Highlighting the government of Singapore’s dual role of both market player and regulator, Deborah Healey from the National University of Singapore wrote:

Temasek, the second government fund investment vehicle, has been described as “a behemoth, comparable with some of the world’s largest conglomerates, such as General Electric (GE) of the United States and Germany’s Siemens AG (SI).” … [it] constitute the bulk of Singapore’s GLCs. GLCs are responsible for most telecommunications, power, water and gas services, port operations, and the development of industrial estates and housing. They also compete in sectors such as travel agencies, food supplies, property development, heavy industries; as defence, construction, engineering and trading firms. …

The above discussions leads us to a crucial question: is the government subject to competition law?

 

3. Malaysian Government v. Its own Competition Act 2010

In the European Union, competition jurisprudence there has widely accepted the idea that government bodies can be subject to competition enforcement. The primary sources of competition law in the EU, Articles 101 and 102 of the Treaty on the Functioning of the European Union, describe competition infringement to be acts/agreements done by ‘undertakings’ and ‘associations of undertakings‘.

EU case law in interpreting what the term ‘undertaking’ constitutes have made it wide enough that government bodies can fall under this definition, as long as it engages in activities which are economic in character. The European Court of Justice has held:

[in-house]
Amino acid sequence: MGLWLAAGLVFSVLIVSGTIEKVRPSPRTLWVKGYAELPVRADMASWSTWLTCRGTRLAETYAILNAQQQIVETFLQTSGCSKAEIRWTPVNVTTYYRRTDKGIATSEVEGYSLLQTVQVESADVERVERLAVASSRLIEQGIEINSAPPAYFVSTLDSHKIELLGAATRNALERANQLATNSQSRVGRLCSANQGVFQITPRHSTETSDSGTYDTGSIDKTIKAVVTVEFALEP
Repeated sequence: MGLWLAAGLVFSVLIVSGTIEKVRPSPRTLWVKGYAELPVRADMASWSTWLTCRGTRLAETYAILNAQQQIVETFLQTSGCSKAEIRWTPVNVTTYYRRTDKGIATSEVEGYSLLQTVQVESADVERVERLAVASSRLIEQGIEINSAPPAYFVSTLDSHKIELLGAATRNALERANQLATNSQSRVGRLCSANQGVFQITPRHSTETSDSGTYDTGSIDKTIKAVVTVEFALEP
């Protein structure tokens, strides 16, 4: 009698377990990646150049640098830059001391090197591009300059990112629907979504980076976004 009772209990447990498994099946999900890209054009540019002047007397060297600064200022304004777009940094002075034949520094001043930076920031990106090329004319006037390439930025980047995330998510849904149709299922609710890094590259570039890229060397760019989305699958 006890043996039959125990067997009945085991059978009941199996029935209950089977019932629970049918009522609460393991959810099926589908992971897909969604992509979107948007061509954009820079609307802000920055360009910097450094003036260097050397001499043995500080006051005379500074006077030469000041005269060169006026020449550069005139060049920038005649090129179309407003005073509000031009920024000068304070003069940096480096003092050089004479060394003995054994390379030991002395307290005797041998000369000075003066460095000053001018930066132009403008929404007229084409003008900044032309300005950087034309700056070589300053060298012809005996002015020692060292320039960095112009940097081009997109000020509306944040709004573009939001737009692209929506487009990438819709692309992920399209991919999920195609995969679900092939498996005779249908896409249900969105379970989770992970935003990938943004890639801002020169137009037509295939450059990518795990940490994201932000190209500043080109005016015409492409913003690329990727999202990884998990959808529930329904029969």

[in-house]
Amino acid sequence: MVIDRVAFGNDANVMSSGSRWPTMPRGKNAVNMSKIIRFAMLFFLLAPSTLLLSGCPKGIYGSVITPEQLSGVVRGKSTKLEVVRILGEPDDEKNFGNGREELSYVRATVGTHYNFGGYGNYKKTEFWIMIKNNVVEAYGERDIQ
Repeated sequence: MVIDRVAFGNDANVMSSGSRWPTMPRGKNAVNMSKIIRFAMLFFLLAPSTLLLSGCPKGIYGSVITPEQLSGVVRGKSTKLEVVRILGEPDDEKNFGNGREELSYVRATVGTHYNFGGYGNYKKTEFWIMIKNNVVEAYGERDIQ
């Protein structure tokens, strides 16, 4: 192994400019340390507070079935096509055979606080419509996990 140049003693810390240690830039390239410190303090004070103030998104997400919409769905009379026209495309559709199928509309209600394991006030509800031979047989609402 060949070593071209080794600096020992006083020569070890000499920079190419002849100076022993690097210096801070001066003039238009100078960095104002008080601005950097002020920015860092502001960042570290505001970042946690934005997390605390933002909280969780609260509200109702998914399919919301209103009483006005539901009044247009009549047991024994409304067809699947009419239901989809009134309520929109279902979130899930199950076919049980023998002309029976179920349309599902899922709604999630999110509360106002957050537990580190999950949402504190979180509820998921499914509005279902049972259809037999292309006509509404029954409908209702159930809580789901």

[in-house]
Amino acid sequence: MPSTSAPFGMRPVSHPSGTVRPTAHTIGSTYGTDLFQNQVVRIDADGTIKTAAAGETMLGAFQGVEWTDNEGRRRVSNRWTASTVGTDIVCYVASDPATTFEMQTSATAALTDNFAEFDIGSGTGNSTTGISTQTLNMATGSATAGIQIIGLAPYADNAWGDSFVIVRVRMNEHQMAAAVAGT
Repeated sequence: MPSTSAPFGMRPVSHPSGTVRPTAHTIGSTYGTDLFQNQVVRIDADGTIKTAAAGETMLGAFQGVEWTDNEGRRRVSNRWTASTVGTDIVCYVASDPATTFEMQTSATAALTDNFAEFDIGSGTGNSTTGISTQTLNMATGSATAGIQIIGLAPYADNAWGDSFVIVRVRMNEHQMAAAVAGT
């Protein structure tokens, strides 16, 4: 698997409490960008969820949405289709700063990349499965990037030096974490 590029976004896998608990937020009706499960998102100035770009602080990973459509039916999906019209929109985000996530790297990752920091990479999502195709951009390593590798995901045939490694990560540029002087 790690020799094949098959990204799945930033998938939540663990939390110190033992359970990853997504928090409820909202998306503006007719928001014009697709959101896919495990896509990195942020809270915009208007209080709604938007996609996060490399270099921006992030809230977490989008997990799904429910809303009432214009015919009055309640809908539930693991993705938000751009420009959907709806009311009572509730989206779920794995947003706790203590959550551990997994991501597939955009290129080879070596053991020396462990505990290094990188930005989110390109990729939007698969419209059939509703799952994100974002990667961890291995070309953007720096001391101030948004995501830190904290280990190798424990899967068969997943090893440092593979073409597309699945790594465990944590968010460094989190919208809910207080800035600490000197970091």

It should be borne in mind that, in the context of competition law, the Court has held that the concept of an undertaking encompasses every entity engaged in an economic activity, regardless of the legal status of the entity and the way in which it is financed.

In Malaysia, it is clear that GLCs and SOEs would be subject to competition law. But what about government bodies? The Competition Act 2010 (“CA2010”) does not describe entities subject to competition law as an ‘undertaking’, and instead uses the word ‘enterprise‘. At first sight, it seems that government bodies do fall within the scope of the CA2010, as Section 2 of the CA2010 provides that an:

“enterprise” means any entity carrying on commercial activities relating to goods or services, and for the purposes of this Act, a parent and subsidiary company shall be regarded as a single enterprise if, despite their separate legal entity, they form a single economic unit within which the subsidiaries do not enjoy real autonomy in determining their actions on the market